Qur'an 65:4 (Hilali-Khan)—And those of your women as have passed the age of monthly courses, for them the 'Iddah (prescribed period), if you have doubts (about their periods), is three months, and for those who have no courses [(i.e. they are still immature) their 'Iddah (prescribed period) is three months likewise, except in case of death]. And for those who are pregnant (whether they are divorced or their husbands are dead), their 'Iddah (prescribed period) is until they deliver (their burdens), and whosoever fears Allah and keeps his duty to Him, He will make his matter easy for him.
Here are three classic Muslim commentaries on 65:4:
Tafsir Ibn Kathir—Allah the Exalted clarifies the waiting period of the woman in menopause. And that is the one whose menstruation has stopped due to her older age. Her `Iddah is three months instead of the three monthly cycles for those who menstruate, which is based upon the Ayah in (Surat) Al-Baqarah [see 2:228]. The same for the young, who have not reached the years of menstruation. Their `Iddah is three months like those in menopause.
Tafsir al-Jalalayn—And [as for] those of your women who (read allà'ï or allà'i in both instances) no longer expect to menstruate, if you have any doubts, about their waiting period, their prescribed [waiting] period shall be three months, and [also for] those who have not yet menstruated, because of their young age, their period shall [also] be three months.
Tafsir Ibn Abbas—(And for such of your women as despair of menstruation) because of old age, (if ye doubt) about their waiting period, (their period (of waiting) shall be three months) upon which another man asked: "O Messenger of Allah! What about the waiting period of those who do not have menstruation because they are too young?" (along with those who have it not) because of young age, their waiting period is three months.
Muslims make up well over 90% of the population of Niger. Since the Qur'an is regarded as the Word of Allah, men in Niger are convinced that it is perfectly acceptable to have sex with prepubescent girls. Moreover, because Muhammad himself had sex with Aisha when she was only nine years old, who can challenge this practice? It seems that Westerners can only step in to pick up the pieces after lives have been destroyed. Fortunately, some doctors and concerned humanitarians are dedicating their lives to helping these poor victims of Sharia.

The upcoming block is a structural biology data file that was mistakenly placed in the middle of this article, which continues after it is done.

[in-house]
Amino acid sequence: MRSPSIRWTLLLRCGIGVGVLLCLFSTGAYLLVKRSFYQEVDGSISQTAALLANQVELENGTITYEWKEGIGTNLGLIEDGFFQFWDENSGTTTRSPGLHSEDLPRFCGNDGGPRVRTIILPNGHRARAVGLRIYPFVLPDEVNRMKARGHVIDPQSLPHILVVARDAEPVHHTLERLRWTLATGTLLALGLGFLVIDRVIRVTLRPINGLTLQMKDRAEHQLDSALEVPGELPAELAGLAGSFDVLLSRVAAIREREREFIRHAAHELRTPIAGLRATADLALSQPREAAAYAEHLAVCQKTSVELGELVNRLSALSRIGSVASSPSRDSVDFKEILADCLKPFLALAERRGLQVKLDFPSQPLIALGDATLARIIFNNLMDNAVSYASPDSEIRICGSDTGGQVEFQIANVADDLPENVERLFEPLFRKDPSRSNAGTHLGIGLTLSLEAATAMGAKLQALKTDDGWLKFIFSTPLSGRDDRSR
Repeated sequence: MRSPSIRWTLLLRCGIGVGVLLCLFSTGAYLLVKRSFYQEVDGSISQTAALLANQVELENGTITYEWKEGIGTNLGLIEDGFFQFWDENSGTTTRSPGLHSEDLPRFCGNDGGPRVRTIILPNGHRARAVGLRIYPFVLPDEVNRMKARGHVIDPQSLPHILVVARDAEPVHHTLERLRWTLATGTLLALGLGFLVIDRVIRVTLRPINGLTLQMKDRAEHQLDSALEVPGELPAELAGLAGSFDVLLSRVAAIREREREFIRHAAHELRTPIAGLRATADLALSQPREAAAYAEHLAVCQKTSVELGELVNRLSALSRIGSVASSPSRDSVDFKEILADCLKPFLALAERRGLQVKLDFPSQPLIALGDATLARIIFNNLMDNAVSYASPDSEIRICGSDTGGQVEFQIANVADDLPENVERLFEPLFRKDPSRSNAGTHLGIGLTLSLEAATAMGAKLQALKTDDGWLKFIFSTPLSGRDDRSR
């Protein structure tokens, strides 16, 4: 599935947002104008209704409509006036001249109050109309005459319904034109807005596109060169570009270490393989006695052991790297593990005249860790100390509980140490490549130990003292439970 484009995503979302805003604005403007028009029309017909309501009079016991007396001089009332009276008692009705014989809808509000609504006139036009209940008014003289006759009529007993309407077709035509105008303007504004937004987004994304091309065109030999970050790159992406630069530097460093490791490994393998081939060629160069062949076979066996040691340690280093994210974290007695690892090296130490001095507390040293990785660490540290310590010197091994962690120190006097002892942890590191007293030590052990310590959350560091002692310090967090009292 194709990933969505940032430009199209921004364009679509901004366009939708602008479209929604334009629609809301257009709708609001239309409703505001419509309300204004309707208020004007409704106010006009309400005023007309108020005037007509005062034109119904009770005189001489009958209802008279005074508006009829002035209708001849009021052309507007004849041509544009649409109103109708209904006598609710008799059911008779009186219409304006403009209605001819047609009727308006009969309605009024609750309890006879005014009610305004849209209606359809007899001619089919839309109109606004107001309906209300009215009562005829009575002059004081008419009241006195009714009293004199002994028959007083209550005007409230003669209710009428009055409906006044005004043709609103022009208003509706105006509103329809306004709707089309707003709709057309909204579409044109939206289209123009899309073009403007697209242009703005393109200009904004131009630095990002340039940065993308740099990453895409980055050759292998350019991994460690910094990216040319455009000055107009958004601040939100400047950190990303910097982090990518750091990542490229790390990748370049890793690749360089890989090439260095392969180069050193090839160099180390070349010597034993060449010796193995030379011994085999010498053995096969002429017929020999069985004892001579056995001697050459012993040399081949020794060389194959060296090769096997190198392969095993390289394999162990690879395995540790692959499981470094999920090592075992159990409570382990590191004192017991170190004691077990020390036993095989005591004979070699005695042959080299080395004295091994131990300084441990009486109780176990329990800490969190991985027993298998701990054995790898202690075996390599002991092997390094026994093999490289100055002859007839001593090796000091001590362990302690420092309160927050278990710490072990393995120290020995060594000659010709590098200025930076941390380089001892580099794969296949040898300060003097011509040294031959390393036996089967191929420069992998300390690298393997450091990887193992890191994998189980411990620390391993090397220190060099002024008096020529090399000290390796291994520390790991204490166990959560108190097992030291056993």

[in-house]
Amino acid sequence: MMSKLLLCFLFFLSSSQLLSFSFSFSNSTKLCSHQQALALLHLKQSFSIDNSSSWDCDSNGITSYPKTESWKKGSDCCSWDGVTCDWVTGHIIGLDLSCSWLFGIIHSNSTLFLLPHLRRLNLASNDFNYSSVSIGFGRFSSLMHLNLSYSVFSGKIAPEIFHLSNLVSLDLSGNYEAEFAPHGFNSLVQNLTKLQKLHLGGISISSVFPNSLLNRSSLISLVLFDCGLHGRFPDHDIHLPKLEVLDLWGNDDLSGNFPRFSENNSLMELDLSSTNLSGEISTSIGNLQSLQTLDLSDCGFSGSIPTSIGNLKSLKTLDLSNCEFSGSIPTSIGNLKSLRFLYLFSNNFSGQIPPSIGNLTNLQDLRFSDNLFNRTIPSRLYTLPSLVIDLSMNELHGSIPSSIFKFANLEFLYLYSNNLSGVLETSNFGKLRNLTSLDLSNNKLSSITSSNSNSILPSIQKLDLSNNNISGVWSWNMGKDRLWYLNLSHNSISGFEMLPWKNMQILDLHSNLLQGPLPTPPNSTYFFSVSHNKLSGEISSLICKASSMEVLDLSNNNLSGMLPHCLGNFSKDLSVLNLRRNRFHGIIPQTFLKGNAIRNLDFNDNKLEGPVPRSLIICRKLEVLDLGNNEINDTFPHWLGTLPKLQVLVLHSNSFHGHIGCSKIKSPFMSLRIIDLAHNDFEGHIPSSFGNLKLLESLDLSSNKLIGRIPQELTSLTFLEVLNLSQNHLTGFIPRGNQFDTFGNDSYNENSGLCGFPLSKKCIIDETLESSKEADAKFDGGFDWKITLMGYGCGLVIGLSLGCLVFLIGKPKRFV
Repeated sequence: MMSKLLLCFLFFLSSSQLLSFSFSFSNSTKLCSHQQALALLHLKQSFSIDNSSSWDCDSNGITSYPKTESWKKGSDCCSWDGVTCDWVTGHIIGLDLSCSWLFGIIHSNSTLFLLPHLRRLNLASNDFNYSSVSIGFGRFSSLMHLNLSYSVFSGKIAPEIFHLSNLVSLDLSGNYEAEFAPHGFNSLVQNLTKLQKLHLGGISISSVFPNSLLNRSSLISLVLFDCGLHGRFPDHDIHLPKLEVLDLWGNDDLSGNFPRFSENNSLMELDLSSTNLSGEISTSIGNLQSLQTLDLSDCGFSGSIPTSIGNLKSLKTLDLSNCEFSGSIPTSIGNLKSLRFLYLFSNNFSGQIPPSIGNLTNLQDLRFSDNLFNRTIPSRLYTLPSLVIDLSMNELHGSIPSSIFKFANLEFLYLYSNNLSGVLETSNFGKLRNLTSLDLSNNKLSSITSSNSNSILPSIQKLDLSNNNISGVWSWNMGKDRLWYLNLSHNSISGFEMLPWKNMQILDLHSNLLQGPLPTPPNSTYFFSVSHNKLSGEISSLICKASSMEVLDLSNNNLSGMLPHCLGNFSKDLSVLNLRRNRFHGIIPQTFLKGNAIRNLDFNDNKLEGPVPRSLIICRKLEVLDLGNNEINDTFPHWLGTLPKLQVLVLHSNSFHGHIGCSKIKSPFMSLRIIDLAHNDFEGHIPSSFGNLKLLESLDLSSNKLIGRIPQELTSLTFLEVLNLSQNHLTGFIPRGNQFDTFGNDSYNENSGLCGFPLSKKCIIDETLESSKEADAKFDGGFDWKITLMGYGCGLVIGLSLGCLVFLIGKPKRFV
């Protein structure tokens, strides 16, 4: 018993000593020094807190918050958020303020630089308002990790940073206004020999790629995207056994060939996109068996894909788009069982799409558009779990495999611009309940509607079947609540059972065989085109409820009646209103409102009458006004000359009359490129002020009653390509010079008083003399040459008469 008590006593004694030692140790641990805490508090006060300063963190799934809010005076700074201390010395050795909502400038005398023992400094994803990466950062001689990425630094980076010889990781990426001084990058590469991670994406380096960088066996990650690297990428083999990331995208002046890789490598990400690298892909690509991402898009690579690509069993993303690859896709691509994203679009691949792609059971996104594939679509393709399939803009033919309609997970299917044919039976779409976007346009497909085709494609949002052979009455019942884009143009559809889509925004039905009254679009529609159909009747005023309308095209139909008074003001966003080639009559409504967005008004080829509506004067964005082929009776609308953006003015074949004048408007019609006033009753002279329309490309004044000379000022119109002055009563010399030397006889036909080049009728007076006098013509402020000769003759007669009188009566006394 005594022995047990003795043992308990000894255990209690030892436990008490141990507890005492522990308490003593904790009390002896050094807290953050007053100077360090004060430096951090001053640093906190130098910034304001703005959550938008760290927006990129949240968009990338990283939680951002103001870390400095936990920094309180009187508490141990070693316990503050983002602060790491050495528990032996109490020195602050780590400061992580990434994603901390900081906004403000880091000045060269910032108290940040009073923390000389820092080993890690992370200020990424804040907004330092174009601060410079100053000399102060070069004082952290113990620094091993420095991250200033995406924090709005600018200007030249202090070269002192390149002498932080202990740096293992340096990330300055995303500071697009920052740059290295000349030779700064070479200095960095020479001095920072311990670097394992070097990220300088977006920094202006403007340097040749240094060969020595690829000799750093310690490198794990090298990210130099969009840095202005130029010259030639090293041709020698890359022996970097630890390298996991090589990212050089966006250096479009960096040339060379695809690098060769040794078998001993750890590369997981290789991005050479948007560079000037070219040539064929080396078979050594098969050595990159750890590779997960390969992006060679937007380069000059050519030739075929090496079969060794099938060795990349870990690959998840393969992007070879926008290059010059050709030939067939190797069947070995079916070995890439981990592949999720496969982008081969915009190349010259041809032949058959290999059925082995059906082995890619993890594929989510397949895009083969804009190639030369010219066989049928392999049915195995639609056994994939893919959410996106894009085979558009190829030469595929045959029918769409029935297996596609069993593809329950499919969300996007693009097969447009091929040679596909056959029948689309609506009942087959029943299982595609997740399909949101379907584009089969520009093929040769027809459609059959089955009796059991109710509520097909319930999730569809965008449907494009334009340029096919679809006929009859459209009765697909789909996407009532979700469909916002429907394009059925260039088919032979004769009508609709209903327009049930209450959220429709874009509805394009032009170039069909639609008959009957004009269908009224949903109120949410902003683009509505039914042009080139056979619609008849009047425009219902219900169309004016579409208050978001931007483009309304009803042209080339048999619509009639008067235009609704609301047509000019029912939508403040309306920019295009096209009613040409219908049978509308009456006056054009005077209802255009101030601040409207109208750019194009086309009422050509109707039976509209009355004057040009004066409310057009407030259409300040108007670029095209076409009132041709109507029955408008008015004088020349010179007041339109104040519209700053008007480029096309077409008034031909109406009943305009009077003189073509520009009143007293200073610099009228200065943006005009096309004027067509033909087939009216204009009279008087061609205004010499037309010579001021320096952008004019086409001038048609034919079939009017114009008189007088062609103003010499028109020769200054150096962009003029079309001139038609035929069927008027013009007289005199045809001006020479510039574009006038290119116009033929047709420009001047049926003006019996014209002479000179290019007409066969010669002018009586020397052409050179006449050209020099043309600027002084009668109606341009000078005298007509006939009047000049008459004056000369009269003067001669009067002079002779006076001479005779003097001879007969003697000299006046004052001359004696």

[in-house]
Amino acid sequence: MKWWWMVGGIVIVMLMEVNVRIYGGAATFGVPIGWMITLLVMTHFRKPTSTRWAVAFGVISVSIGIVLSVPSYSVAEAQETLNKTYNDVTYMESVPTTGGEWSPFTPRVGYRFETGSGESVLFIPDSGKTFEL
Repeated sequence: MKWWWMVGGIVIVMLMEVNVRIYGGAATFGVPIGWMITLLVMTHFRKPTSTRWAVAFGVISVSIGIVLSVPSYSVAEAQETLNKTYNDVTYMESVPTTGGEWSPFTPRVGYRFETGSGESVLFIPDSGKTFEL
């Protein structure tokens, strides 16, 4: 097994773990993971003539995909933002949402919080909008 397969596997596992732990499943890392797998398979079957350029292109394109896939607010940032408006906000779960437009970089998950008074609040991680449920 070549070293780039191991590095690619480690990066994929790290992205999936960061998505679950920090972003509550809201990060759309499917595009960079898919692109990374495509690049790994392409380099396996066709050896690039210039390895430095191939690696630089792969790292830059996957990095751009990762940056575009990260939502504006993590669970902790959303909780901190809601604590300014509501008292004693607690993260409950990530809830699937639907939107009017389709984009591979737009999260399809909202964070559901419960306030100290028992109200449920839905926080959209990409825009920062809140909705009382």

DANJA, Niger (New York Times) — They straggle in by foot, donkey cart or bus: humiliated women and girls with their heads downcast, feeling ashamed and cursed, trailing stink and urine.
Some were married off at 12 or 13 years old and became pregnant before their malnourished bodies were ready. All suffered a devastating childbirth injury called an obstetric fistula that has left them incontinent, leaking urine and sometimes feces through their vaginas. Most have been sent away by their husbands, and many have endured years of mockery and ostracism as well as painful sores on their legs from the steady trickle of urine. . . .
The first patient we met is Hadiza Soulaye; with an impish smile, she still seems a child. Hadiza said she never went to school and doesn’t know her birth date, but she said that her family married her off at about 11 or 12. She knows that it was before she began to menstruate. She was not consulted but became the second wife of her own uncle.
A year later, she was pregnant. Hadiza had no prenatal care, and a traditional birth attendant couldn’t help when she suffered three days of obstructed labor. By the time Hadiza was taken to a hospital for a Caesarean delivery, the baby was dead and she had suffered internal injuries including a hole, or fistula, between her bladder and vagina.
“I didn’t know what had happened,” she remembered. “I just knew that I couldn’t control my pee, and I started crying.”
Hadiza found herself shunned. Her husband ejected her from the house, and other villagers regarded her as unclean so that no one would eat food that she prepared or allow her to fetch water from the well when others were around. Villagers mocked her: “They would laugh at me and point to my dress,” which was constantly wet with urine.
She endured several years of this ostracism. Worldwide, there are some two million fistula sufferers, sitting in their homes feeling ashamed, lonely and hopeless.
A few months ago, Hadiza heard about the Danja Fistula Center and showed up to see if someone could help. Dr. Steve Arrowsmith, a urologist from Michigan who helped plan this center and has repaired more fistulas than any other American, operated on Hadiza and repaired the damage. He warned her not to have sex for six months to give the repair time to heal.
It typically costs $500 to $1,000 to repair a fistula and turn these women’s lives around. There is no one more joyous than a woman who has undergone this surgery successfully, and Hadiza was thrilled to return to her village.
Yet life is complicated. When she returned home — dry and cured — her husband summoned her to his bed.
“I didn’t have a choice,” she says. “I was his wife.”
The husband tore open the fistula, and she began leaking urine once more. He then threw her out of the house again, so now Hadiza is back at the hospital. She vows that this time, if she can be patched up, she will never return to her husband.
As in Hadiza’s case, a fistula is often a result of a child marriage. Here in Niger, about three-quarters of girls are married before the age of 18.
“Some of these ladies here have never had a period,” Dr. Arrowsmith noted. “They became pregnant the first time they ovulated, and then their uterus was destroyed.” (Continue Reading.)